100 years ago, 1918

Two hundred fifty Red Letter day captains and helper, armed with their crimson blazoned badges of “red letters” flooded Lewiston and Auburn with literature for Anti-Tuberculosis relief Friday. The letter, which the association has for several years found the most satisfactory method of appeal, are delivered at every door and collected with the offerings from the same door on the following day. The Red Letter day campaign of 1918 is conducted with the definite purpose of war relief for the splendid sanatorium which the association has nearly completed is not only greatly needed for present work, but will be still more urgently needed in the near future for soldiers.

50 years ago, 1968

The Fish Street Bridge in Turner Center was swept into the Nezinscot River early Thursday morning when heavy rain and winds washed, away the supporting abutment on the Keenes Mill side of the river. Twelve families were isolated, this being the only land approach to the area. Town road crews and farmers in the area worked rapidly to make a temporary road leading from Fish Street to Parish Road, across fields and small wood lots owned by Sherman Varney and Bill Morris. The bridge apparently went out about 6 a.m. Reports were heard that Gus Hood of Keenes Mills had been over the span with his milk truck around 3 a.m.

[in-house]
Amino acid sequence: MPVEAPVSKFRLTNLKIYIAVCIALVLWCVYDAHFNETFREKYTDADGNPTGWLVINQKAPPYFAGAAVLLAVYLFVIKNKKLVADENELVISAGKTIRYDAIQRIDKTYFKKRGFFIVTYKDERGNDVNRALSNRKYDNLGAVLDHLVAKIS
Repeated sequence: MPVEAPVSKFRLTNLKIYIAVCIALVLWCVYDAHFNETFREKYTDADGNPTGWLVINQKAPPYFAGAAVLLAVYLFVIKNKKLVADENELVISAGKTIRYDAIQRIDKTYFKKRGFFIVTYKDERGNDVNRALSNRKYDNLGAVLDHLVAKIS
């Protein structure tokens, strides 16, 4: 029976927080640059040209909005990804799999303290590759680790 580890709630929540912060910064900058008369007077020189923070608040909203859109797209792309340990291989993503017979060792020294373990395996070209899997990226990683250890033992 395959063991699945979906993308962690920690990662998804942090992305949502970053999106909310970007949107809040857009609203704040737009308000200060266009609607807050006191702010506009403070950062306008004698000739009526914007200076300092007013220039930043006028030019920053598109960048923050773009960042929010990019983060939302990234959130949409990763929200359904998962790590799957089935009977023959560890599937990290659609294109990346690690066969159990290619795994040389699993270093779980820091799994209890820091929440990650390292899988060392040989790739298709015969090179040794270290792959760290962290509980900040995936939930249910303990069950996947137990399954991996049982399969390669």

25 years ago, 1993

Auburn taxes would rise by 4.80 percent, but residents would not have to pay for trash disposal under a proposed $44.2 million budget drafted by City Manager Steven Lewis. All city employees who agreed to accept a wage freeze last year would receive what Lewis termed a “modest” cost-of-living increase under his draft budget, which will be the subject of several public hearings in early May. Lewis will formally present what he calls a “maintenance budget that contains a moderate tax increase in order to keep essential services” May 4 at 7 p.m. at the Auburn Middle School in a workshop where citizens will be able to ask questions. The budget includes $20.8 million for school operations, $19.9 million for city functions and a $3.7 million capital improvements budget that would include $1.51 million for local road reconstruction.

The material in Looking Back is reproduced exactly as it originally appeared, although misspellings and errors made at that time may be corrected.